The Alps are home to some incredible winter adventure destinations and Bormio, Italy is definitely one of them. Located in Italy’s Lombardy region, Bormio is just across the Swiss border from the far more expensive St. Moritz, yet offers world-class skiing and a variety of winter adventure activities to keep both skiers and non-skiers entertained.
While Italy probably isn’t the first destination that comes to mind when you think of dog sledding, the Husky Village in Arnoga is located just 25 minutes from Bormio.
The owner left his career in Italy to move to Alaska and learn everything about dog sledding. When he arrived in Alaska, he found just the person to teach him the sport – none other than Joe Redington Sr, the founder of the Iditarod. He worked as a handler for Joe until he passed away. At that point he decided to move back to Italy and he brought back six dogs and found the perfect spot in the Alps to set-up a dog sled camp.
Today Husky Village is home to 48 Alaskan Huskies. We only had a small amount of time when we went, but we found the 5 kilometers (approximately 30-40 minute) excursion to be just the right amount of time for someone to experience dog sledding for the first time.
Arnoga is also a great place for snowshoeing in the Alta Valtellina. There is an excellent 11 kilometer path that heads deep into Val Viola away from all civilization. There are plenty of open hillsides to explore on your own should you want to venture off the trail a bit more.
The full route takes you between two enchanting peaks, Pizzo Bianco at 2827 meters and Corno di Dosdè at 3,232 meters. The route follows along a dirt path and is well marked along the way. It can even be done at night with a headlamp, or better yet, plan the hike for a full moon and if it’s clear you may not even need to use a head lamp.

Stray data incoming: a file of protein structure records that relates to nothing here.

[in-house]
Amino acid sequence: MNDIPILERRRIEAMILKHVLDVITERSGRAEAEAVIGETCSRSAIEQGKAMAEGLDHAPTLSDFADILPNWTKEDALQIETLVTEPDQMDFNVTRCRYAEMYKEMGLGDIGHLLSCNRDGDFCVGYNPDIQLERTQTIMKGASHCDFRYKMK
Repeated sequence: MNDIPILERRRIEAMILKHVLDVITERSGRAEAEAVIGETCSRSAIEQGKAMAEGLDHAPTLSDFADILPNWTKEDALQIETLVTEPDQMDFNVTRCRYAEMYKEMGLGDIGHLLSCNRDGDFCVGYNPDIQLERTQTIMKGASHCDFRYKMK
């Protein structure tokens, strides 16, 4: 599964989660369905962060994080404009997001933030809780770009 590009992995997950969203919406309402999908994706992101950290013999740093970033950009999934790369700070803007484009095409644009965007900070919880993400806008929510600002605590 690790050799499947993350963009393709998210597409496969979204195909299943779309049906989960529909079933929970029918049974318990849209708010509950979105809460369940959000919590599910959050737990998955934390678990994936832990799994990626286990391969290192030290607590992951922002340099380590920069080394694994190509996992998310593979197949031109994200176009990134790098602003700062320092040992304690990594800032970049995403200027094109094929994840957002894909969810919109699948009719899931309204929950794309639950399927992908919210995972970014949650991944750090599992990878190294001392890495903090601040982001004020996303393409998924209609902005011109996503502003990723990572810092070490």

Many ski shops in Bormio rent snowshoes, or ask your hotel or the tourist office in town to point you to a shop for snowshoe rental. Just be sure to bring some proper winter hiking boots and dress in layers as snowshoeing can be quite a workout.
Bormio Ski is a world class ski area and has hosted an amazing 46 Ski World Cup races. It has also hosted the FIS Alpine World Ski Championships twice, in 1985 and again in 2005.
One of the reasons Bormio Ski is so popular in Europe is that it has the ski run with the largest vertical drop in the Alps, an astonishing 1800 meter drop. Bormio is also home to the Pista Stelvio, one of the most challenging downhill courses in the world. It’s definitely a bucket list downhill course skiers want to add to their list of skiing accomplishments.
With 15 lifts and 50 kilometers of ski runs, it’s the perfect ski getaway. Skiing is available up to 3000 meters and you can count on snow all winter long. In fact, tthe resort was open for 126 days in the 2015 – 2016 season. They also have snow making capability on 80% of their slopes so there is never any need to worry if your ski trip will be cancelled for lack of snow.
Winter activities can be hard work and aren’t for everyone. My idea of a relaxing weekend is having fun on the slopes, but Jennifer’s is to relax at a spa. Bormio is home three thermal spa resorts. Long before Bormio was known for skiing, people from across Europe were traveling through Bormio for it’s natural hot springs and the heath benefits that go along with it. In fact, members of the Roman aristocracy even traveled to Bormio to enjoy the thermal baths and mountain views.
Snow Cat to the Chalet dei Rododendri
Quite possible the highlight of my winter adventure weekend in Bormio was riding in a snow cat up to Chalet dei Rododendri for dinner. Departing from the ski slope you take a snow cat for a 15 minute ride straight up the slope. Chalet dei Rododerndri sits at 2166 meters and offers panoramic views of the Bormio valley.
The food was amazing and all based on local Valtellinese classics. Be sure to try the Pizzocchero, a dish made of buckwheat noodles, kneaded, rolled and hand-cut and seasoned with melted butter, cheese, dairy and vegetables. If that doesn’t fill you up don’t miss bresaola al caprino, the local salami that is low-fat but oh-so-tasty.
After dinner head outside to enjoy the views over the valley and the peace and quiet up high on the mountain before taking the snow cat back down the ski slope.
My trip was provided by InLombardia365 as part of the #InLombardia365 campaign in cooperation with iambassador in order to bring you this story. However, Luxe Adventure Traveler maintains full editorial control of the content published on this site. As always, all thoughts, opinions, and enthusiasm for travel are entirely our own.